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Researchers at Dalhousie University identified the following personality types in students and the tracks they take from high school to university:

NAVIGATORS: These are the “early foreclosers,” psychology professor Michael Ungar says – typically top students who decide what they want to be early and go straight to university, usually sticking with their program. For some this works out, Dr. Ungar says. But students in this group are also more likely to forge on in degree programs they don’t like, and end up either underemployed or trapped in a profession they wouldn’t choose on a do-over. “They want to become an engineer,” Dr. Ungar says, “but they don’t really realize that engineers sit behind a desk a lot.”

EXPLORERS: These are the students, Dr. Ungar says, who come home after their first year of university and announce to their parents, “I think I am going to take a year off to learn Italian.” They will try different jobs – and maybe different programs – before settling on one. “They’re thinking of the next steps. They try to gather experience,” he says. “They have a direction, but they don’t have an end point.” These students tended to report higher levels of job satisfaction.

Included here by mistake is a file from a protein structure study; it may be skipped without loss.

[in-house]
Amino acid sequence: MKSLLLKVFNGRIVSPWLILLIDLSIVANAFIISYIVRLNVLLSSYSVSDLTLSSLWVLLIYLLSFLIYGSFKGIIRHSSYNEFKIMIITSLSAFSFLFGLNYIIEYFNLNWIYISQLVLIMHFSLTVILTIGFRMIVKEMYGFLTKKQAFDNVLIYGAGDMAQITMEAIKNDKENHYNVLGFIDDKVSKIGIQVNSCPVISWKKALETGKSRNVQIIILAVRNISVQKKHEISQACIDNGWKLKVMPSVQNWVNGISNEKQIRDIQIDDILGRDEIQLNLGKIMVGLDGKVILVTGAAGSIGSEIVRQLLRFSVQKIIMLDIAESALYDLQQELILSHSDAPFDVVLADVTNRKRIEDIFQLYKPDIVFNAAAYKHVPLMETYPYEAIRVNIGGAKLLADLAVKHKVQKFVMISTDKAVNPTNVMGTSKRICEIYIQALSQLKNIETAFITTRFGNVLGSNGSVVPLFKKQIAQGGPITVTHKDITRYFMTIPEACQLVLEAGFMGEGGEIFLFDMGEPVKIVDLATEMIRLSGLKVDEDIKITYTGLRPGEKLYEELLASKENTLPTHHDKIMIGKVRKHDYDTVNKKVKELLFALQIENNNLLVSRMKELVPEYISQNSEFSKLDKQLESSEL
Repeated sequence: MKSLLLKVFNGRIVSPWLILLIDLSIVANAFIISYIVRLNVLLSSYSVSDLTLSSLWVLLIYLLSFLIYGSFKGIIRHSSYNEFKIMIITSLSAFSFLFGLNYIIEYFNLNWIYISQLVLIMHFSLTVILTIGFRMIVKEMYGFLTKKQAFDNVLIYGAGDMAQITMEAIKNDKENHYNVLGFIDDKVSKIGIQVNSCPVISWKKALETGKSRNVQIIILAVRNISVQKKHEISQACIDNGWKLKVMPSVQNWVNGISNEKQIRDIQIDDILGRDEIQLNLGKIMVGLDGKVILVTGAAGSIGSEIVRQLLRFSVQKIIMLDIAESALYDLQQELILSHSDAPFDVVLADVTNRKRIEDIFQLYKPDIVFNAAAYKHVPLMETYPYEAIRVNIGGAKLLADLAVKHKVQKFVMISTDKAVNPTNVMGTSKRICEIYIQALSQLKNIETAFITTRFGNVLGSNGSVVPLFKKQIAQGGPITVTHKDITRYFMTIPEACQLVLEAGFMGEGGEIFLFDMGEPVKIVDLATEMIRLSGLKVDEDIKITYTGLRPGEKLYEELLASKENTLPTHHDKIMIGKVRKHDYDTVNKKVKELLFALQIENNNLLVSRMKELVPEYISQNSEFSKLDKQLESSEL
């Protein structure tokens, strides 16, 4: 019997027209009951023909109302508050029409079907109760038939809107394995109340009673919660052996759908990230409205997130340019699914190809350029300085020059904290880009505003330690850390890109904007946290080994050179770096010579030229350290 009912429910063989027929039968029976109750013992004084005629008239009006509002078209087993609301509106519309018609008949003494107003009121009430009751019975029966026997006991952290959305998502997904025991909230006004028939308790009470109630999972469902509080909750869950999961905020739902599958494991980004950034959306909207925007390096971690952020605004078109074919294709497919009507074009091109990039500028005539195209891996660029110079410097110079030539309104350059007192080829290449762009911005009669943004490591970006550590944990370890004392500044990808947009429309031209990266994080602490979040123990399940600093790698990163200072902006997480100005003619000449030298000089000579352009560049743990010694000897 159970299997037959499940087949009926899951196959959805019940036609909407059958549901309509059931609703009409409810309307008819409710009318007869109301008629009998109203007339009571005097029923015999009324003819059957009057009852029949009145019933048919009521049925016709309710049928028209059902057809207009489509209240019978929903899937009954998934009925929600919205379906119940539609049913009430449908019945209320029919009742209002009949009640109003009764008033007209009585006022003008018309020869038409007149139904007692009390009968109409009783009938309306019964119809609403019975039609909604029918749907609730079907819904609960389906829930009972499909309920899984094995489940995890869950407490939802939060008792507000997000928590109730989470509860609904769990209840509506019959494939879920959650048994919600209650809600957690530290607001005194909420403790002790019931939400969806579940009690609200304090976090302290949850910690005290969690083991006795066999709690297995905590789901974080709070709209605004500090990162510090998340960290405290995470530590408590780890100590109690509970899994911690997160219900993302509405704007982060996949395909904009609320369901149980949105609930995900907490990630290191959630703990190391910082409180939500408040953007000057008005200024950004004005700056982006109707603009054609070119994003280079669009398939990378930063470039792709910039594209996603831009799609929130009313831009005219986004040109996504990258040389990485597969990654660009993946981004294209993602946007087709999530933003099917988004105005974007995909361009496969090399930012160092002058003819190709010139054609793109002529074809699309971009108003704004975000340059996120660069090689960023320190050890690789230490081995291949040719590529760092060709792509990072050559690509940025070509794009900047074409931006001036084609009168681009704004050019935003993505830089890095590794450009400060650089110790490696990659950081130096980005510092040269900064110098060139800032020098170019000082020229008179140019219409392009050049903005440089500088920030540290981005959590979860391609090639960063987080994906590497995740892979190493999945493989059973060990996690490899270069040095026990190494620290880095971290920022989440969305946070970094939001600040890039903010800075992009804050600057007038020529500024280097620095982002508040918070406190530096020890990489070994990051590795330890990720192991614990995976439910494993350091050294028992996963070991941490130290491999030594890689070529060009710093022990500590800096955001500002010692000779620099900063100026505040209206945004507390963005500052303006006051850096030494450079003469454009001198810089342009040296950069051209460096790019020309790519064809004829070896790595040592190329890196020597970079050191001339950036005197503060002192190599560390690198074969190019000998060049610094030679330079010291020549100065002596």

DRIFTERS: The most worrisome for parents, students in this group appearto have no plan, no idea what they want to do, and are more likely to spend too much time sitting around on the coach playing video games. “They appear to be aimless, and in some cases they are,” says Dr. Ungar. “But here’s the good thing: They don’t always end up unhappy.” In the study, many students who lacked clear plans eventually stumbled onto a job or career goal that worked for them. Ideally, though, parents should encourage their drifting students to seek out new experiences so they are exposed to as many options as possible, Dr. Ungar says.

Erin Anderssen

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